Mr Engelbrecht replied that the Secretary for Defence was the accounting officer for the fund. Annual detailed submissions were made to the Minister of Defence to approve the budget. This was then presented to the Minister of Finance. The Minister of Defence was provided with monthly feedback on expenditure. The Auditor-General had dedicated staff for auditing accounts in this area. Mr Engelbrecht emphasised that this was important because opportunities might exist for the misuse of funds. In the last five years there had been no problems. In consultation with the Auditor-General, an annual update of current Department policies had been made.

Adv H Schmidt (DA) asked about the role of the Minister of Finance. Mr Engelbrecht replied that currently the Minister of Finance’s role was to approve, in conjunction with the Minister of Defence, the SDA budget. The Public Finance Management Act made the accounting officer totally accountable for funds allocated to him and the role of the Minister of Defence was very specific. The SDA budget was 10% of the total defence budget (used primarily for the purchase of equipment) and the National Treasury did not deem it necessary for the Minister of Defence to be involved so specifically.

Mr Schmidt asked if another Strategic Defence Package were to be bought in future, how it would be dealt with. Mr Engelbrecht replied that Strategic Defence Packages would be handled in a very intimate manner with National Treasury. A Defence Programme Manager within National Treasury would mean that Treasury was very actively involved with the payment and management of Strategic Defence Packages.

The Chairperson commented that Treasury had said that normal financial rules regarding expenditure should be followed and the Special Account was part of history. Closed systems gave rise to abuse.

Finally, the Committee recommended that Parliament pass the Bill. The Chairperson added that there would be a short debate in Parliament.

White Paper on Defence
Mr N Sendall briefed the Committee on the White Paper on Defence (Please see presentation attached).

Mr Sayedali-Shah observed that despite the discussion, it seemed the matter of vision was not forthcoming. What exactly did the Department of Defence envisage as the core component of the army, force design, the size of reserves and the financial implications? This was not clearly stated. The Chairperson pointed out that the discussions were still at an early stage.

Mr Schmidt commented that although he had not read the document thoroughly, he agreed with Mr Sayedali-Shah and asked what would flow from it and to what the issues related to. Was this still to be done?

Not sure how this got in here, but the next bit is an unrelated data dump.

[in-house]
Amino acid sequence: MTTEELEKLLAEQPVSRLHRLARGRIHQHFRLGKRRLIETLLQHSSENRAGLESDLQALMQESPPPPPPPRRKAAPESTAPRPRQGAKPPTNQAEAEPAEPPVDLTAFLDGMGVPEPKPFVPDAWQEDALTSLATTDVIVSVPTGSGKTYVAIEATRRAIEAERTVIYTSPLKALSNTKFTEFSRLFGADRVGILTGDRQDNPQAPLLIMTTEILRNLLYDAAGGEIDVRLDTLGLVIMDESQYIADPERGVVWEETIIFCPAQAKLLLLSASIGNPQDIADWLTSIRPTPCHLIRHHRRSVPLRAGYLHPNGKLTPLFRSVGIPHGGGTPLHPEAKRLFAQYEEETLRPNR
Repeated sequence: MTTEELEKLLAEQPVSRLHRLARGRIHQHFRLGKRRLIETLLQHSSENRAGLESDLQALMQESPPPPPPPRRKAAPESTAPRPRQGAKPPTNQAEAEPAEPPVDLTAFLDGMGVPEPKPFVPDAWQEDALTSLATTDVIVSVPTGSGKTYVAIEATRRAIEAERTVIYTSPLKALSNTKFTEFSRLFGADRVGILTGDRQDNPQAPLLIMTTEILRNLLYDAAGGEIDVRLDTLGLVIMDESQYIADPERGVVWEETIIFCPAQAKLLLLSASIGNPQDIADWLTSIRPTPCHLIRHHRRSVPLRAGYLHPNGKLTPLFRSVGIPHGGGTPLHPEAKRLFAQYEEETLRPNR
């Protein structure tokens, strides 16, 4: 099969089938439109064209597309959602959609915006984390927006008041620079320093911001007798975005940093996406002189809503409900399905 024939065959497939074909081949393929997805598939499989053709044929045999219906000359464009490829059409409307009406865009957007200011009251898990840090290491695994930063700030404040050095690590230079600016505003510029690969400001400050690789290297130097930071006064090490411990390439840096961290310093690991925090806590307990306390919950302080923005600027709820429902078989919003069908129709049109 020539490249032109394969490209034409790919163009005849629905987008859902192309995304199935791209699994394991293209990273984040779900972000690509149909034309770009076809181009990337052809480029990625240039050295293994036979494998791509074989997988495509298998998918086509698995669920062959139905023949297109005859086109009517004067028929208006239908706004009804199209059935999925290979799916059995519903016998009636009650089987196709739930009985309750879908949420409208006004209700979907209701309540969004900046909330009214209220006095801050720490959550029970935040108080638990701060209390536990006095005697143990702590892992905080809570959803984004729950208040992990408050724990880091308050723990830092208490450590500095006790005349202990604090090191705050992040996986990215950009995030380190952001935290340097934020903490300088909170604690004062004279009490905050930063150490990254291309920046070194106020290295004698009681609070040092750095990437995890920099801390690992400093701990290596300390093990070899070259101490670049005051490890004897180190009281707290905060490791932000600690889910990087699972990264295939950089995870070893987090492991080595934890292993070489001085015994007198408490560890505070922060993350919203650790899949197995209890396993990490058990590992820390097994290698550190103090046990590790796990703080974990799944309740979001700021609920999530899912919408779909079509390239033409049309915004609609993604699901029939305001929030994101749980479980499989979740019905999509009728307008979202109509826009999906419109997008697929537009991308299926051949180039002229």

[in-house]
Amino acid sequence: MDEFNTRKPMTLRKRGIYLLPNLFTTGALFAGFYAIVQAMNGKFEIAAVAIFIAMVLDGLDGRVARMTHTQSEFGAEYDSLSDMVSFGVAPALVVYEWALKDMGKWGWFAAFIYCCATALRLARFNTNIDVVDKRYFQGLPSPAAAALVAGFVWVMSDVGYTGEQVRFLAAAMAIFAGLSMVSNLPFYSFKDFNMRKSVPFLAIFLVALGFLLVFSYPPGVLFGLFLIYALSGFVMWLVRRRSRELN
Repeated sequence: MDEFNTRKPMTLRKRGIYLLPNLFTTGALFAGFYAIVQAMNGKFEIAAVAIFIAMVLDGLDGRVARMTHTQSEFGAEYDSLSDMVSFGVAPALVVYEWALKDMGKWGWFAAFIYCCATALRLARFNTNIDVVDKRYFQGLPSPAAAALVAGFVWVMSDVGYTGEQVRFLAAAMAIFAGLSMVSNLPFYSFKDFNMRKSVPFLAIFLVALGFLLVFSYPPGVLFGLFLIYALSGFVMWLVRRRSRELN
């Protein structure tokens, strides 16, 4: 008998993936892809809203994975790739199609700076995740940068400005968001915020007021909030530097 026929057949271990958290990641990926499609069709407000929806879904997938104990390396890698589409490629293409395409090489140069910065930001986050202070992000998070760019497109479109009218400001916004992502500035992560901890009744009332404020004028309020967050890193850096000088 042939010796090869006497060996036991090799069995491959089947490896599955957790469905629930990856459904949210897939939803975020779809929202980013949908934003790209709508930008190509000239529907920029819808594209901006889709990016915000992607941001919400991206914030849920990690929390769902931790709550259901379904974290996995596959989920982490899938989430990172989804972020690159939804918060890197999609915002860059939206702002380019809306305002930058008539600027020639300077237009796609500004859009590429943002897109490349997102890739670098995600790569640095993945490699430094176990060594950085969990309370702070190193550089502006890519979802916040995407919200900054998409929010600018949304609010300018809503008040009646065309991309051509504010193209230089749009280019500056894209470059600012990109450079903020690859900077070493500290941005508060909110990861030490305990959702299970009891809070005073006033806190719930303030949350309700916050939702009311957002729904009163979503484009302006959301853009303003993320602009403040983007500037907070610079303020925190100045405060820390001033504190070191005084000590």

The Chairperson said that this was the first report and looked at the political aspects. He felt that it was better to have less rather than too much. The report in his view needed honing down.

He commented that terrorist activities were not so important now. Although international terrorism was an issue, territorial terrorism had waned compared to the 80’s. The political aspects of defence needed a more systematic examination, particularly the relationship between underdevelopment and poverty. The relationship between poverty and tension was very important. The President had recently made a brilliant speech to 190 countries where he pointed out that the major powers reflected their own power but did not represent the developing world. The Chairperson emphasised that the poor needed special attention.

The report needed much more concrete evidence of the needs of the Defence Force and its priorities. What were the strategic and urgent issues that needed prioritisation?

Mr Sayedali-Shah said that the 2005 update discussed the process of force design and structure but he would like to know what progress had been made. The Chairperson asked when talking of force design, how much reliance there was on domestic production? DENEL had requested a 25% weighting in favour of this. This issue needed discussion – was it better to create employment and use more expensive local products than to buy from overseas suppliers? The issue of civil control of the Defence Force also needed discussion as this differed from civilian control.

Mr O Monareng (ANC) complained about the language in the mission statement, citing terms like "information onslaught". The Chairperson agreed and said the use of apartheid language should stop. The mission statement should be more evocative and rewritten into three or four paragraphs. The whole report was too long.